Winter isn’t the obvious season for gardening, but it’s a great time to get things done. Think about it. There’s no grass cutting, no pests to battle with and you aren’t a slave to weeding. Plus, as long as it’s not pouring with rain or freezing cold, gardens can be as lovely and peaceful to potter in for a few hours in January as they are in June, - just in a different way. This is when to catch up on things you always put off. It’s when you can plan a bigger project and see it through without so many distractions. And it’s only the perfect season for getting a headstart on the basics to make life a little bit easier come spring. But the best reason of all to garden in winter is how sad and neglected everything seems if you don’t. So dig out your wellies, pull on a hat and go to it!
Every garden has problem patches. It might be a flower bed that isn’t the right shape or an ugly corner you’re never happy with. In winter, you can see the skeleton of your garden and make changes without too much disruption and, if it all goes wrong, you’ve got time to fix it before spring. Start a gardening notebook now for inspiration and practical ideas – great if you’ve got some early planting in mind or you’re thinking about putting in bulbs. Take pics and keep track of your progress. And be bold. One thing’s for sure in a garden, unless you do something brutal with chemicals or concrete, it will always grow back.
Take A Seat
You might not have roses to smell in winter, but you do have more time to let your imagination run wild. Find the perfect spot for a garden bench and, even in the middle of February, you’ll be surprised how nice it is to be outside with a cup of tea early on a weekend morning. Get into the habit of grabbing every bit of sun there is and it’s as good as meditation, we promise. And it’s not time-wasting if you’re planning the garden while you’re sitting, is it?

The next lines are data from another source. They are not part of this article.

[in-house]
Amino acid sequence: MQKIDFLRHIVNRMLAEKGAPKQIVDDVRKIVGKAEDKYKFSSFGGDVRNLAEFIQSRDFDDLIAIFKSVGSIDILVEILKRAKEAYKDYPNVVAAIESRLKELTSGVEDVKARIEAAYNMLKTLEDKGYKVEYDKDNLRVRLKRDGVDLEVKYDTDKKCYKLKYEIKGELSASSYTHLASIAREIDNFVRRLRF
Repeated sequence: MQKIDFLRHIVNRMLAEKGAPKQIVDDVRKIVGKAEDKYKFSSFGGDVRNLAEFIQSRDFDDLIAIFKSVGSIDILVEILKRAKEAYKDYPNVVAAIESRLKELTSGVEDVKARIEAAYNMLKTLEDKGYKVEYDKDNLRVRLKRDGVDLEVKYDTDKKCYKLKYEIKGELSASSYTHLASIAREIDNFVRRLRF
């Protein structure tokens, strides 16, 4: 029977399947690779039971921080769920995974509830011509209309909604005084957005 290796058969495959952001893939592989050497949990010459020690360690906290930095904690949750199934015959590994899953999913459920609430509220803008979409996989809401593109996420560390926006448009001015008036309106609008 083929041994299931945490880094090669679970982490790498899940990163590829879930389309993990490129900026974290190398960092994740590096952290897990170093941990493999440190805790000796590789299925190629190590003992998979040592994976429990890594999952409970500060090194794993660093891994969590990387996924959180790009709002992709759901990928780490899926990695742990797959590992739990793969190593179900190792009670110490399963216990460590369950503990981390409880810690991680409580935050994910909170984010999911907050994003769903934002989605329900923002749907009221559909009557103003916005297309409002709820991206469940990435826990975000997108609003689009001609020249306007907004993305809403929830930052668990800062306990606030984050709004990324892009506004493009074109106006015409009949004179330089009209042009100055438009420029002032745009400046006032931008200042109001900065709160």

Enjoy The View
If you want to make more of your garden all year round, winter’s the best time to create an outdoor room. External, glazed bi-fold doors open out a kitchen or living room quickly and easily so you’ve got more light inside and you can be creative outside. You might want to until it’s a bit warmer to spark up the barbecue. But now’s the time to start collecting pretty pots and planning a container garden so you’ve got lush and gorgeous planting ready for spring. And a wonderful view of the garden is nearly as good as being out there when the weather’s too wild for the real thing.
Get Ready For Spring
Organising the garden in winter is surprisingly satisfying. And a bit of time spent caring for favourite (and expensive to replace) hand-tools is always worthwhile. Sharpen blades, fix handles, oil moving parts and give everything a good clean. If you have tools you don’t use, donate them to a local community garden – or sell them. And even total novices feel like seasoned professionals after tidying out a shed, getting rid of unnecessary clutter, giving terracotta plant pots a brush-up and rationalising all those small, useful bits and pieces like string, wire-ties, labels and canes.
Plant Something Pretty Right Now
Don’t stick to pottering in winter, you can plant too. Bulbs are a brilliant and cheerful start to the year and if you haven’t remembered to get your snowdrops and crocus in by October, you still have time to plant tulips and hyacinths in November, December and early January. The really ambitious could make this winter the one to design a ‘Bulb Bed’ for flowers from January right through to September. And, at the opposite end of the scale, you can plant most bulbs successfully in average size containers on a patio or even a windowsill. And if you’re truly dedicated, force hyacinths indoors for Christmas, they smell wonderful, look amazing and you can plant them outside for early colour next year.
And there’s another plus to showing your garden more love in winter: it’s great exercise. Even something simple like raking leaves or digging over a flower bed can burn 350 calories per hour. That’s about the same as an hour’s cycle and a lot more than sitting staring sadly at the weather and wishing it was spring.